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College Hockey:
Rumpel, Wisconsin drop St. Cloud State at WCHA Final Five

— The players haven’t changed.

The system hasn’t changed.

But the scores are starting to.

I0000BvqVY.HNLbo Rumpel, Wisconsin drop St. Cloud State at WCHA Final Five

2013 WCHA Final Five

Follow all our coverage of the WCHA postseason at Playoff Central

Another solid day for goaltender Joel Rumpel, timely scoring and sound defense translated into another gritty Wisconsin victory Friday afternoon, a 4-1 win over St. Cloud State at the Xcel Energy Center in front of 16,555 that moves the Badgers one step closer to a return to the NCAA tournament.

The win punches the Badgers’ first trip to the WCHA Final Five championship game since 2000 and the first for head coach Mike Eaves.

There’s been no shift in strategy for the Badgers and yet, despite starting the season with one win in its first 10 games, Wisconsin’s hot streak has the Badgers on the cusp of a spot in the tournament.

Bob Motzko – whose Huskies had just seen the Badgers just three weeks ago at the National Hockey Center – didn’t see a new team on the other side of the ice. Not at all.

“I think they’re the exact same,” Motzko said. “That’s where I give them credit. They’re just dialed in right now. The systems, how they play – I was awful impressed today.”

St. Cloud State appeared to be the more formidable of the offenses Friday afternoon, but just as they had Thursday, the Badgers drew first blood on the strength of a Joseph LaBate shot from the left circle that fooled Ryan Faragher (17 saves) at 10:46.

The Huskies came alive not long after and finally came away with the equalizer four minutes later when Ben Hanowski slammed home a one-timer from Nic Dowd for a power-play goal at 14:29.

St. Cloud State then controlled play for much of the next 10 minutes and may have taken the lead if not for an improbable and controversial sequence late in the first.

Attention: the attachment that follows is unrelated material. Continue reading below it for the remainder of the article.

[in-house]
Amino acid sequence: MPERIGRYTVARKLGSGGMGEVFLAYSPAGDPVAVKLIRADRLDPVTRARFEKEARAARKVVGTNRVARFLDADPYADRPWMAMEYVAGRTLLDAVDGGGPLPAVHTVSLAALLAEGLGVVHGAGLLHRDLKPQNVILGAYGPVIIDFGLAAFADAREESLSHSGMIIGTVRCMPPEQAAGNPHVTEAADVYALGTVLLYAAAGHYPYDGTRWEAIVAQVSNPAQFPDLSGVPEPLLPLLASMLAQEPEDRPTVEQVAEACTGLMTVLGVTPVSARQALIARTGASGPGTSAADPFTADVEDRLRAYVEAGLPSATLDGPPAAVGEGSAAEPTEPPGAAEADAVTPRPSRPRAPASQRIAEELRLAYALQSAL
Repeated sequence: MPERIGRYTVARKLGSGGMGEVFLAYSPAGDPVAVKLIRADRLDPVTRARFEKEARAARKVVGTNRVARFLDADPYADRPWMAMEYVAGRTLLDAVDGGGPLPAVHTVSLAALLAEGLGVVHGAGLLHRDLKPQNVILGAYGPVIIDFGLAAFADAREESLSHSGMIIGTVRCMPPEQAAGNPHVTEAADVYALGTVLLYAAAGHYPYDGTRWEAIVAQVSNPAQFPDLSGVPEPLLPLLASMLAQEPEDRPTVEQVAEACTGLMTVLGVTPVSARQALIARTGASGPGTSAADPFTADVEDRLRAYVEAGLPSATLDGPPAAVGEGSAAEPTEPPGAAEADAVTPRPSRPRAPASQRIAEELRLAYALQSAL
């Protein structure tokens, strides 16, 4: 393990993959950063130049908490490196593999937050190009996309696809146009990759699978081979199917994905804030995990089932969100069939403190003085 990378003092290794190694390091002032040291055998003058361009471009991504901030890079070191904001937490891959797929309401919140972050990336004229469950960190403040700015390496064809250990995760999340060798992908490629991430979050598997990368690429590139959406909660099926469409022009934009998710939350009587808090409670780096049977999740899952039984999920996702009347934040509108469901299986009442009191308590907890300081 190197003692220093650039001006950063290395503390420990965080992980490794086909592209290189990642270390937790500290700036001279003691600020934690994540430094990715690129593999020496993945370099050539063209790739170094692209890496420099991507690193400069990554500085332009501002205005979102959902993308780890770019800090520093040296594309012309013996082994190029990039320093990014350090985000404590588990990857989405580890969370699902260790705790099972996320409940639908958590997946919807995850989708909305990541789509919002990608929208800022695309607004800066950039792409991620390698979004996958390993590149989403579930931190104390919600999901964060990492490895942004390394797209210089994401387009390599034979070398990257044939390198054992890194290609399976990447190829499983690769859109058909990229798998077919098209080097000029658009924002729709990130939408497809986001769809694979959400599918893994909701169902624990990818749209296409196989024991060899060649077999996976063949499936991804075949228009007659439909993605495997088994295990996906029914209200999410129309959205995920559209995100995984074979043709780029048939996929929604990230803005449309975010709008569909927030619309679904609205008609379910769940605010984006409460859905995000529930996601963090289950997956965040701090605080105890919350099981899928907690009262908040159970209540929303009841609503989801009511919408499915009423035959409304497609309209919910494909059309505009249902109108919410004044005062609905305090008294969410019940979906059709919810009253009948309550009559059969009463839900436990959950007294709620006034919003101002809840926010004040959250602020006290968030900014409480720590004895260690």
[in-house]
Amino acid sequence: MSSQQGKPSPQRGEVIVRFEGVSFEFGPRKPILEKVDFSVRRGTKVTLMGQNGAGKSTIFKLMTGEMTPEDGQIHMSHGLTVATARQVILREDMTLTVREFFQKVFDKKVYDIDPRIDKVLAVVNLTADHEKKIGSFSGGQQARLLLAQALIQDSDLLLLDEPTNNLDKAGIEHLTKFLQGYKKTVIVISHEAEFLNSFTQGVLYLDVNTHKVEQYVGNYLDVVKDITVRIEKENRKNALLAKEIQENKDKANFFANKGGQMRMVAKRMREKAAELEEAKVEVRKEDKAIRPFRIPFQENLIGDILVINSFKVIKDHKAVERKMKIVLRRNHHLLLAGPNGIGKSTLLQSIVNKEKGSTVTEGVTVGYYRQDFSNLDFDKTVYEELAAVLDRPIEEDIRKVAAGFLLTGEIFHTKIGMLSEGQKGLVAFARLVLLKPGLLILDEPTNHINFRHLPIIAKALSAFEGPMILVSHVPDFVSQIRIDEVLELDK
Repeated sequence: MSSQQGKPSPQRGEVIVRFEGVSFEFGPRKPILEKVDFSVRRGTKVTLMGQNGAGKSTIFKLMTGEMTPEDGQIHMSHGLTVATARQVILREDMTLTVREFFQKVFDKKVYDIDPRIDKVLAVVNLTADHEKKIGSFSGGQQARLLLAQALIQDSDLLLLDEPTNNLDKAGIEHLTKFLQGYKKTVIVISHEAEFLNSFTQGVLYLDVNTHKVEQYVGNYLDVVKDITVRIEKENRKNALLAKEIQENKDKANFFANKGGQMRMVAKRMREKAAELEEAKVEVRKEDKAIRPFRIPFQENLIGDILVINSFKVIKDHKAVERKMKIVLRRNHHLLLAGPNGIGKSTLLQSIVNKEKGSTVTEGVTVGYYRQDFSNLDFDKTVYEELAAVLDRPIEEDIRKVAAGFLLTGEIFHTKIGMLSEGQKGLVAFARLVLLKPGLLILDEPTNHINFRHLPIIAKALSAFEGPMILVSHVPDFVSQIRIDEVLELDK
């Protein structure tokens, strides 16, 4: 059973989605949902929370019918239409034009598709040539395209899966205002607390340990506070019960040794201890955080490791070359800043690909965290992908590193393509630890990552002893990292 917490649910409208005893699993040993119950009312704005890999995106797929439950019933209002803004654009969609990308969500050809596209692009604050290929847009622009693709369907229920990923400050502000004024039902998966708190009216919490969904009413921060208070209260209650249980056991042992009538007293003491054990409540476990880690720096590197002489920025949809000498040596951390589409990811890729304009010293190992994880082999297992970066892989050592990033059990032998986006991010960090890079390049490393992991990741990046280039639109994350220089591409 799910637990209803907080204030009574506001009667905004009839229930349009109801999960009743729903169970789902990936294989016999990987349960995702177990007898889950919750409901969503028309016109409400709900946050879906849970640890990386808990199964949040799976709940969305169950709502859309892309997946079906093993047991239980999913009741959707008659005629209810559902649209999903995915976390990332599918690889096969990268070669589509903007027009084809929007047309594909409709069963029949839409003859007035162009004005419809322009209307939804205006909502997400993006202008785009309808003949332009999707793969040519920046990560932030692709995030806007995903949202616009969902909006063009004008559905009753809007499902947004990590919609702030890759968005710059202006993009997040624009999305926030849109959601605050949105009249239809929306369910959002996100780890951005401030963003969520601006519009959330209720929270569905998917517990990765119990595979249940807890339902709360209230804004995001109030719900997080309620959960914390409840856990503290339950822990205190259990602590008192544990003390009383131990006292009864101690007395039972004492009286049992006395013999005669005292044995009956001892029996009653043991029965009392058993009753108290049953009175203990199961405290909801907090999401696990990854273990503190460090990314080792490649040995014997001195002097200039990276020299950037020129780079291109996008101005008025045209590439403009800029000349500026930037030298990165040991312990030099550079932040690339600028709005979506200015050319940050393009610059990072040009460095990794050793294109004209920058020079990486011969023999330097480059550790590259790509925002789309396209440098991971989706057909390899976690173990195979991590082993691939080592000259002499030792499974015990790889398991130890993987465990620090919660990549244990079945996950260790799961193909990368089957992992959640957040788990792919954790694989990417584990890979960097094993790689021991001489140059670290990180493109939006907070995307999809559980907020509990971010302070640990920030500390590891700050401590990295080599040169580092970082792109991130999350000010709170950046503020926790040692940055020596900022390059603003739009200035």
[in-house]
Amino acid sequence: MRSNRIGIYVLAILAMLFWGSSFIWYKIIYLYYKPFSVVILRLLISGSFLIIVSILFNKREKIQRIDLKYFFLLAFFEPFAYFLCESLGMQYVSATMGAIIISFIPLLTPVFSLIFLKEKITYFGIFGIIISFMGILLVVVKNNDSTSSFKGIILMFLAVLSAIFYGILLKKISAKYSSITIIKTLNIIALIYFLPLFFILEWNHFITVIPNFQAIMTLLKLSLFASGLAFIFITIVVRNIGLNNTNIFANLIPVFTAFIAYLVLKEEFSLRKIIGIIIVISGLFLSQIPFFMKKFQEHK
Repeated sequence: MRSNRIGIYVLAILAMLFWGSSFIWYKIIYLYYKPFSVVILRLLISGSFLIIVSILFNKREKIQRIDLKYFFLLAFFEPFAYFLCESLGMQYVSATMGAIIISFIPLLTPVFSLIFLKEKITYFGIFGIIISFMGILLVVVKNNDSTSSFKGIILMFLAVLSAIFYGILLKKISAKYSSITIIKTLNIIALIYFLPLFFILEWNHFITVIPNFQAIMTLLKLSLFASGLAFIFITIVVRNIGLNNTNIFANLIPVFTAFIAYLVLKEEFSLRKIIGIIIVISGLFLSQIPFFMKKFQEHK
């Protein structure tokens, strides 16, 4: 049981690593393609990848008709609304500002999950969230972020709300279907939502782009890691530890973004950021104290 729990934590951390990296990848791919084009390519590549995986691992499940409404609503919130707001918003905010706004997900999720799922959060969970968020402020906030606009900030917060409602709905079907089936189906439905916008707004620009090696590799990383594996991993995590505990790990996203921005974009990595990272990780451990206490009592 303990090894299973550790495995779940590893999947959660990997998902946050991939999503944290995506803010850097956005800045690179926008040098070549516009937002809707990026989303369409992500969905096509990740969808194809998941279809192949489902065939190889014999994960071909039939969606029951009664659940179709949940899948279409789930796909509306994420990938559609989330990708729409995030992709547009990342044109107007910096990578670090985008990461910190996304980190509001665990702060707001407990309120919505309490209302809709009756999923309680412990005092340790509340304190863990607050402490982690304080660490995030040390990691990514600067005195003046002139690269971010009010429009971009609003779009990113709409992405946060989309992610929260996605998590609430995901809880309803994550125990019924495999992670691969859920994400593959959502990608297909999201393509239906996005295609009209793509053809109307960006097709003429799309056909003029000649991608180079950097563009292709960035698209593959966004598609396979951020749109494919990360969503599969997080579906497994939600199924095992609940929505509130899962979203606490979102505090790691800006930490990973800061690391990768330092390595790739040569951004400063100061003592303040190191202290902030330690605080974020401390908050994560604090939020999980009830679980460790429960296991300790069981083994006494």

It appeared that Dowd had a wide-open net to shoot at for the go-ahead goal, but Rumpel’s stick flew – or perhaps was thrown – out of his glove just in time to deflect the puck behind him and wide. After a lengthy review, the referees ruled the stick was knocked out of Rumpel’s hand coincident with the puck being shot on net, negating any chance of referees Brian Thul and C.J. Beaurline awarding a goal.

From there, Wisconsin weathered a storm on one end while scoring more timely goals on the other. John Ramage’s power-play goal at 2:08 of the second from front and center made it 2-1.

And just like Thursday afternoon against Minnesota State, Rumpel settled in and stonewalled St Cloud State’s comeback attempt.

“[Rumpel] gave us a chance to get our feet underneath us early in the game,” Eaves said. “I thought that St. Cloud had the tempo and pace and really came at us hard.”

Rumpel had 30 saves in the contest, dropping his goals-against average to 1.84 in his 27th appearance of the season.

“He stopped some good scoring opportunities and I think that as the game wore on, we started to get back to our game a little bit,” Eaves said. “And I think the fact that Joel was playing so well got into their heads a little bit.”

Nic Kerdiles continued his hot streak midway through the third, giving Wisconsin an insurance goal on a tip-in of a Ramage point shot at 10:29, just 11 seconds into a major penalty to St. Cloud State’s Tim Daly for checking from behind.

Between that major and a minor late in the contest, St. Cloud State knew it had let a golden opportunity to come back slip away.

“I think that it put us in a hole, especially since they went out and scored on it right away,” Huskies’ forward Drew LeBlanc said. “That kind of deflated us a little bit there and made it tough for us to come back.”

Tyler Barnes added an empty-net goal with 1:11 remaining to secure the victory.

The loss removes from the Huskies any sure hope of making the NCAA tournament when the field is announced Sunday, though it is still very possible.

When asked what he thought his team’s status was, Motzko responded simply, “Bubble trouble.”

Conversely, the win gave Wisconsin – 16th in the Pairwise coming into the Final Five – a chance to control its own destiny.

“I’d rather it be in our hands than somebody else’s, so, that’s what I think we’re going into tomorrow with – win a championship and move on from there,” Eaves said.


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